Media Contact: Dave Lavallee 401-874-2116
Contested concept of globalization is topic
of URI Honors Colloquium
New York Times editorial board member Tina Rosenberg,
Former Secretary of Labor Robert Reich among speakers
KINGSTON, R.I. -- Aug. 13, 2003 -- When University of Rhode Island Business Professor Chai Kim went to South Korea a few months ago, he found a society immersed in American consumerism, from Koreans who wear American jeans to those who purchase popular music and flock to American movies.
"Yet, I talked with many young Koreans gripped with anti-American sentiment. We need to know why such strong contradictions exist," said Kim, who along with URI Economics Professor Richard McIntyre and Languages Professor John Grandin, director of the URI International Engineering Program, organized "The Futures of Globalization," the 2003 URI Honors Colloquium. "While embracing our products, they recoil from the values that accompany them."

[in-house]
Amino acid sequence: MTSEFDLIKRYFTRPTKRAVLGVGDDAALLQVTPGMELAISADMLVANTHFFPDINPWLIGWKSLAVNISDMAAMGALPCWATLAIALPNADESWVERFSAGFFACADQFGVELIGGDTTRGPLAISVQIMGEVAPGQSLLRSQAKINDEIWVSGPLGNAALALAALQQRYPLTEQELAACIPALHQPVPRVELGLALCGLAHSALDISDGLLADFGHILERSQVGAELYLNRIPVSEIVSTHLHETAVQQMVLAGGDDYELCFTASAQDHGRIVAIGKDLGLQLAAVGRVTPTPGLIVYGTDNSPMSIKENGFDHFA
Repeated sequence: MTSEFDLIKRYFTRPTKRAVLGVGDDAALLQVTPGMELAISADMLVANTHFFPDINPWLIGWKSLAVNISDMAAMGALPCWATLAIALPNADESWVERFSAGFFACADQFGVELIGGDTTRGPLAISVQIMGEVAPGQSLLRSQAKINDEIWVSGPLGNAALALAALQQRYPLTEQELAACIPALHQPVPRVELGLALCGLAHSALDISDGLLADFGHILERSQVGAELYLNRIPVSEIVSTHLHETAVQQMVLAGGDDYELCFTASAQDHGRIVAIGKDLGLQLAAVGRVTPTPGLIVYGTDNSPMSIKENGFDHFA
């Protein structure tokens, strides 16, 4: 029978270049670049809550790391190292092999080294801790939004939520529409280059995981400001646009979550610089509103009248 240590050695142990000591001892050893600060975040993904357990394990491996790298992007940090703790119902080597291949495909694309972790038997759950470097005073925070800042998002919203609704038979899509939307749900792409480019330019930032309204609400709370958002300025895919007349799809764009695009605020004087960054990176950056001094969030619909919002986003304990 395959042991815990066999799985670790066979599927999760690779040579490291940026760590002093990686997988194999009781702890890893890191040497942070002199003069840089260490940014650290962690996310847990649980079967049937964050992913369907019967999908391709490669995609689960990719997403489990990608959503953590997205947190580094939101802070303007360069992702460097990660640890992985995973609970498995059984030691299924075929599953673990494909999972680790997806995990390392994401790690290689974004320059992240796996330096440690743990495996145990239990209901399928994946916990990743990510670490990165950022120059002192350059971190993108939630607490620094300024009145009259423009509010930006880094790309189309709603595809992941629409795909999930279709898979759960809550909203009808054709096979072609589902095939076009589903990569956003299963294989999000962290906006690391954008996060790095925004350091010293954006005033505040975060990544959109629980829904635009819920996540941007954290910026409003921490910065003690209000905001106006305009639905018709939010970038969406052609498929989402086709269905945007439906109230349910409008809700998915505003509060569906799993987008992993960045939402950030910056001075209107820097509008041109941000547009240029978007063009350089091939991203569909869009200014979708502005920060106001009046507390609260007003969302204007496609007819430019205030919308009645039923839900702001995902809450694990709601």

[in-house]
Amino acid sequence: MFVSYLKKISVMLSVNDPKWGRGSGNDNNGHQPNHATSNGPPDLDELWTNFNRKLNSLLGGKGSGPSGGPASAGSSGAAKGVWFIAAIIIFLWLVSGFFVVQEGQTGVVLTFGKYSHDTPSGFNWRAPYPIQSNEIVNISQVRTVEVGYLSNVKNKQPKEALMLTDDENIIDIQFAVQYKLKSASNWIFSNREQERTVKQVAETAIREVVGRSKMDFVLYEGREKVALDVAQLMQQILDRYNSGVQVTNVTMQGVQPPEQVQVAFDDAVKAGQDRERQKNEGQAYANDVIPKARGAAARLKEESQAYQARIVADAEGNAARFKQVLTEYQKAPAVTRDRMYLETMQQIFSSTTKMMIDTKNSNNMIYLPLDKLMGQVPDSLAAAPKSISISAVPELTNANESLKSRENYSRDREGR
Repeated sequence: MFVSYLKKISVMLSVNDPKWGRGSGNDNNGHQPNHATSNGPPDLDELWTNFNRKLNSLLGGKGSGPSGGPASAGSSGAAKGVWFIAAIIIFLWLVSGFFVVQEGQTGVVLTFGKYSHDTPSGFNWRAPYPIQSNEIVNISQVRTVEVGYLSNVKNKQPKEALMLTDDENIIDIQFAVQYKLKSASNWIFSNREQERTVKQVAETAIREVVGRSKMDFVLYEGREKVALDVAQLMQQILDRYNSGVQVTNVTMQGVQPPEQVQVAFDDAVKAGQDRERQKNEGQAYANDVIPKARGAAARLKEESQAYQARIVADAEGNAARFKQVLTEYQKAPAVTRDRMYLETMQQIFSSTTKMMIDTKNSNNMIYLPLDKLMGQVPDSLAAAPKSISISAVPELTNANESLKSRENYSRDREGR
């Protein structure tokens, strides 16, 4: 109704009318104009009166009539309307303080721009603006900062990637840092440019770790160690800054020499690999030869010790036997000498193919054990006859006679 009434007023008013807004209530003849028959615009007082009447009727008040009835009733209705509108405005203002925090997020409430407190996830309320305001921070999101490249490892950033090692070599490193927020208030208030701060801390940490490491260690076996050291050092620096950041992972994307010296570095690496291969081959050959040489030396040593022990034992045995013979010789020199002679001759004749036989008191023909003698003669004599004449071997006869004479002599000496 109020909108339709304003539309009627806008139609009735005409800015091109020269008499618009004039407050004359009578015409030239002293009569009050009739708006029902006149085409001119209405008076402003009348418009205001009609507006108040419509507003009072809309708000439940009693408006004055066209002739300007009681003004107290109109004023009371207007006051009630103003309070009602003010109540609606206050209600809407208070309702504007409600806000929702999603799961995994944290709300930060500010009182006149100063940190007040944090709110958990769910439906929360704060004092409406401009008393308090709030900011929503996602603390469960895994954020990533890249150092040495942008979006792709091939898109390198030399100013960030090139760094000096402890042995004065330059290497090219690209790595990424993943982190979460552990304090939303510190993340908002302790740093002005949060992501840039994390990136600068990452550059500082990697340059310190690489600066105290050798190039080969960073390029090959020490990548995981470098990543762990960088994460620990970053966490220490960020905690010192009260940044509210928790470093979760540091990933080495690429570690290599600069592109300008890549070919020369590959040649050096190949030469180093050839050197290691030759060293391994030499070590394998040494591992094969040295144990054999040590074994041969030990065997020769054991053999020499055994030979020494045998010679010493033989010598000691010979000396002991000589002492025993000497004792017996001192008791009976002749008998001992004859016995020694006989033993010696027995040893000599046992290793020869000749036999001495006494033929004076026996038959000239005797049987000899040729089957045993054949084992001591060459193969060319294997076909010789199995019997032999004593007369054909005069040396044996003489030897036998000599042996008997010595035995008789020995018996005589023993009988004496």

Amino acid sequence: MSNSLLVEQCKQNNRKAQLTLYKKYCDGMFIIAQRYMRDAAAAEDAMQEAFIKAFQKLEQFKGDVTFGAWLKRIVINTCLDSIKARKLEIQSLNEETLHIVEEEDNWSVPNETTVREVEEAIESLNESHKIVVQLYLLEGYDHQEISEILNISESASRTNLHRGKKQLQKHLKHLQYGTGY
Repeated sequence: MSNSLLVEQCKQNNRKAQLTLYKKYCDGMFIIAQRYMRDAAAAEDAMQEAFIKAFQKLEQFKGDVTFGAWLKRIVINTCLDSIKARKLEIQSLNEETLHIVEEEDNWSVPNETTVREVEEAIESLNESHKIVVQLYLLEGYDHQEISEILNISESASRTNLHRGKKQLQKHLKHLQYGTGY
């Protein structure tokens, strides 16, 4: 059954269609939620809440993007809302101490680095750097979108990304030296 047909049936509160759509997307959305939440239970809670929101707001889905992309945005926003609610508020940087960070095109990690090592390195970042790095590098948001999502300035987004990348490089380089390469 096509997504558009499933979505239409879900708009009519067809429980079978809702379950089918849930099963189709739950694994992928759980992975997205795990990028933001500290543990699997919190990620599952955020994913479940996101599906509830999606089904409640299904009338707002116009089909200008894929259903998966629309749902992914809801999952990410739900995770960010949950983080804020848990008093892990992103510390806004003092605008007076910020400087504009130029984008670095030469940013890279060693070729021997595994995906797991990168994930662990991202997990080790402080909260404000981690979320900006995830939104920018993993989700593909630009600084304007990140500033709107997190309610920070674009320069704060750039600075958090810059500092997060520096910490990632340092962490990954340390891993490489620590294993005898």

The colloquium, which begins Sept. 10 and ends Dec. 2 features weekly talks, as well as companion art exhibits and performances. All are free and open to the public and most lectures and panels will be held on the Kingston Campus, Barry Marks Auditorium, Room 271, Chafee Social Science Center.
The organizers agree that the point of the colloquium is to highlight what they termed the "contested concept of globalization."
They say there are profound winners and losers in the current global marketplace.
Proponents believe that a truly global economy has emerged, unleashed by modern technology and the seemingly limitless expansion of American-style capitalism. They argue that the system of nation-states is becoming less relevant as people, money, ideas and companies move swiftly across borders.